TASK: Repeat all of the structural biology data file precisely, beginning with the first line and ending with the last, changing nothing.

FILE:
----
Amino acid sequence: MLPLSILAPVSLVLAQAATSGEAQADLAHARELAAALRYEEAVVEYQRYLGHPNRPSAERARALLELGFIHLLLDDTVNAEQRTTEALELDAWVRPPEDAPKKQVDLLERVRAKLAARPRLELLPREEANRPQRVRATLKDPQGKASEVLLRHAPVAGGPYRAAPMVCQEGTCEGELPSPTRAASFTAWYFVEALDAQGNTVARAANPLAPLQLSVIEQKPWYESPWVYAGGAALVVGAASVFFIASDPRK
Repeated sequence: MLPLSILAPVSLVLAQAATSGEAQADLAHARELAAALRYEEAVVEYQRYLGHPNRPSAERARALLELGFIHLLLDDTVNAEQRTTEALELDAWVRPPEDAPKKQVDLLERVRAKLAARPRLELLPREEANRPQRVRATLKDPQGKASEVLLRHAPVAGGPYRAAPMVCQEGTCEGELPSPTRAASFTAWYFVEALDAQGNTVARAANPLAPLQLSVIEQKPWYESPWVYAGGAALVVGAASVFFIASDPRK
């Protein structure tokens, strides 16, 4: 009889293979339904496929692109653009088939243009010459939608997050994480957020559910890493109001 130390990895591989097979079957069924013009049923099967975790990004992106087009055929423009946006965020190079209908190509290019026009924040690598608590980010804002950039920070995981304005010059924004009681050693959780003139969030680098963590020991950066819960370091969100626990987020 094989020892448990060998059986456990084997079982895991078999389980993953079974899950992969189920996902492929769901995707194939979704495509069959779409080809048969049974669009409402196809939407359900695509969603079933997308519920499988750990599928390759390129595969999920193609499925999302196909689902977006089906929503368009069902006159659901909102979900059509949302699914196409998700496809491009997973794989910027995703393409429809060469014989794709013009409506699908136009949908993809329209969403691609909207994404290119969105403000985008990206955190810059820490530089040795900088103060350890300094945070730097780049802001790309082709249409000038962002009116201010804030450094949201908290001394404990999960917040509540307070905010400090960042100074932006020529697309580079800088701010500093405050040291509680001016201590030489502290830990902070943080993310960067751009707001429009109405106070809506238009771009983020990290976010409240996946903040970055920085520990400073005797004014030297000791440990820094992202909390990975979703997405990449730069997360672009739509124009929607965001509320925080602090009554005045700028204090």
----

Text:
Amino acid sequence: MLPLSILAPVSLVLAQAATSGEAQADLAHARELAAALRYEEAVVEYQRYLGHPNRPSAERARALLELGFIHLLLDDTVNAEQRTTEALELDAWVRPPEDAPKKQVDLLERVRAKLAARPRLELLPREEANRPQRVRATLKDPQGKASEVLLRHAPVAGGPYRAAPMVCQEGTCEGELPSPTRAASFTAWYFVEALDAQGNTVARAANPLAPLQLSVIEQKPWYESPWVYAGGAALVVGAASVFFIASDPRK
Repeated sequence: MLPLSILAPVSLVLAQAATSGEAQADLAHARELAAALRYEEAVVEYQRYLGHPNRPSAERARALLELGFIHLLLDDTVNAEQRTTEALELDAWVRPPEDAPKKQVDLLERVRAKLAARPRLELLPREEANRPQRVRATLKDPQGKASEVLLRHAPVAGGPYRAAPMVCQEGTCEGELPSPTRAASFTAWYFVEALDAQGNTVARAANPLAPLQLSVIEQKPWYESPWVYAGGAALVVGAASVFFIASDPRK
């Protein structure tokens, strides 16, 4: 009889293979339904496929692109653009088939243009010459939608997050994480957020559910890493109001 130390990895591989097979079957069924013009049923099967975790990004992106087009055929423009946006965020190079209908190509290019026009924040690598608590980010804002950039920070995981304005010059924004009681050693959780003139969030680098963590020991950066819960370091969100626990987020 094989020892448990060998059986456990084997079982895991078999389980993953079974899950992969189920996902492929769901995707194939979704495509069959779409080809048969049974669009409402196809939407359900695509969603079933997308519920499988750990599928390759390129595969999920193609499925999302196909689902977006089906929503368009069902006159659901909102979900059509949302699914196409998700496809491009997973794989910027995703393409429809060469014989794709013009409506699908136009949908993809329209969403691609909207994404290119969105403000985008990206955190810059820490530089040795900088103060350890300094945070730097780049802001790309082709249409000038962002009116201010804030450094949201908290001394404990999960917040509540307070905010400090960042100074932006020529697309580079800088701010500093405050040291509680001016201590030489502290830990902070943080993310960067751009707001429009109405106070809506238009771009983020990290976010409240996946903040970055920085520990400073005797004014030297000791440990820094992202909390990975979703997405990449730069997360672009739509124009929607965001509320925080602090009554005045700028204090």